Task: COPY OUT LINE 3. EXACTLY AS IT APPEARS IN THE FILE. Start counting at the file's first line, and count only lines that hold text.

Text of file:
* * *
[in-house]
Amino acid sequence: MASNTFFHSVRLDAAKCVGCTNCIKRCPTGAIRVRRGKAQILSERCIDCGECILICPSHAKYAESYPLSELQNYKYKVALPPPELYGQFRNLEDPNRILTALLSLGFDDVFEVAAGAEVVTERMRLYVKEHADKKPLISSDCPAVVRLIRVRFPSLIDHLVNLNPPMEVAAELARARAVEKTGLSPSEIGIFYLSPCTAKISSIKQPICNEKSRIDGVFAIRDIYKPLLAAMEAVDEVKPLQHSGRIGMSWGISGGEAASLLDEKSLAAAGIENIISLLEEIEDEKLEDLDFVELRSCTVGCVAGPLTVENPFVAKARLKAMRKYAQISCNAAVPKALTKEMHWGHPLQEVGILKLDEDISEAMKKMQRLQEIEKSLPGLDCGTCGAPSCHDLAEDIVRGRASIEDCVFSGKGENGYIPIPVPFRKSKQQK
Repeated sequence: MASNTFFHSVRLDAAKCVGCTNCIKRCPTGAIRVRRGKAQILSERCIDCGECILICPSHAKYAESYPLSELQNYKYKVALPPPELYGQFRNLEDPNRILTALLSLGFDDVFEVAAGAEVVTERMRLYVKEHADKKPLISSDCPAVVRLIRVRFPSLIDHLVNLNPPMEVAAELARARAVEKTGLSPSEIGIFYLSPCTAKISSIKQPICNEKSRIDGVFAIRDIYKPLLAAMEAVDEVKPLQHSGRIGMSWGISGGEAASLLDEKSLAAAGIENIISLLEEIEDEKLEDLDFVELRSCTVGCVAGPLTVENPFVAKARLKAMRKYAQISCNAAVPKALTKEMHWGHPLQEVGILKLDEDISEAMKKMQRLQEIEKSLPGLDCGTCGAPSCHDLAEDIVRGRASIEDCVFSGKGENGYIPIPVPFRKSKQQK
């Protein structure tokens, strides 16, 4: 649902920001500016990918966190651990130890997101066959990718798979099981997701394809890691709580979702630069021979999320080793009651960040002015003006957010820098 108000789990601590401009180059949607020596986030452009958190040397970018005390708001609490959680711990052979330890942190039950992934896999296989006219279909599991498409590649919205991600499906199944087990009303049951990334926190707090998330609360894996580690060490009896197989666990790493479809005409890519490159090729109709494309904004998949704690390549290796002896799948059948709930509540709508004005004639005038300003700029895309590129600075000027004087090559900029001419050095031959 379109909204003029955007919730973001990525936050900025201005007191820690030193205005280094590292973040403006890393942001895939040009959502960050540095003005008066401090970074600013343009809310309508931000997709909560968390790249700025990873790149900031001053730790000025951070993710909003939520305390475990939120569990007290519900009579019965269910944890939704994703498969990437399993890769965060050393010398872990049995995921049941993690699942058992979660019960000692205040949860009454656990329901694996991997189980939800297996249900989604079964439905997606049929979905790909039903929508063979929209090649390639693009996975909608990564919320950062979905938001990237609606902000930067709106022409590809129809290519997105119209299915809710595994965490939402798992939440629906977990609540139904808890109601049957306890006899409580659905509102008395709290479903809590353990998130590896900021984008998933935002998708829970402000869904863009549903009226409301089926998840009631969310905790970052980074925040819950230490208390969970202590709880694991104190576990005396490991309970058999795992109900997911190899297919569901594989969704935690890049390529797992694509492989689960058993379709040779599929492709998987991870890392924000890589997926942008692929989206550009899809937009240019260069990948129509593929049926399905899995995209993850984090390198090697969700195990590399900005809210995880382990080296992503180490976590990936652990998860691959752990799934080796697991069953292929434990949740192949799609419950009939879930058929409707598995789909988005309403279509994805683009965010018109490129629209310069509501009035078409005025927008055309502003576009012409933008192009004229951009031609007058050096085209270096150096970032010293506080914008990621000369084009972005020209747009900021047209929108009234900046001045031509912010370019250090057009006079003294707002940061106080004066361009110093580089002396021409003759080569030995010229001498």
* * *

Repeated sequence: MASNTFFHSVRLDAAKCVGCTNCIKRCPTGAIRVRRGKAQILSERCIDCGECILICPSHAKYAESYPLSELQNYKYKVALPPPELYGQFRNLEDPNRILTALLSLGFDDVFEVAAGAEVVTERMRLYVKEHADKKPLISSDCPAVVRLIRVRFPSLIDHLVNLNPPMEVAAELARARAVEKTGLSPSEIGIFYLSPCTAKISSIKQPICNEKSRIDGVFAIRDIYKPLLAAMEAVDEVKPLQHSGRIGMSWGISGGEAASLLDEKSLAAAGIENIISLLEEIEDEKLEDLDFVELRSCTVGCVAGPLTVENPFVAKARLKAMRKYAQISCNAAVPKALTKEMHWGHPLQEVGILKLDEDISEAMKKMQRLQEIEKSLPGLDCGTCGAPSCHDLAEDIVRGRASIEDCVFSGKGENGYIPIPVPFRKSKQQK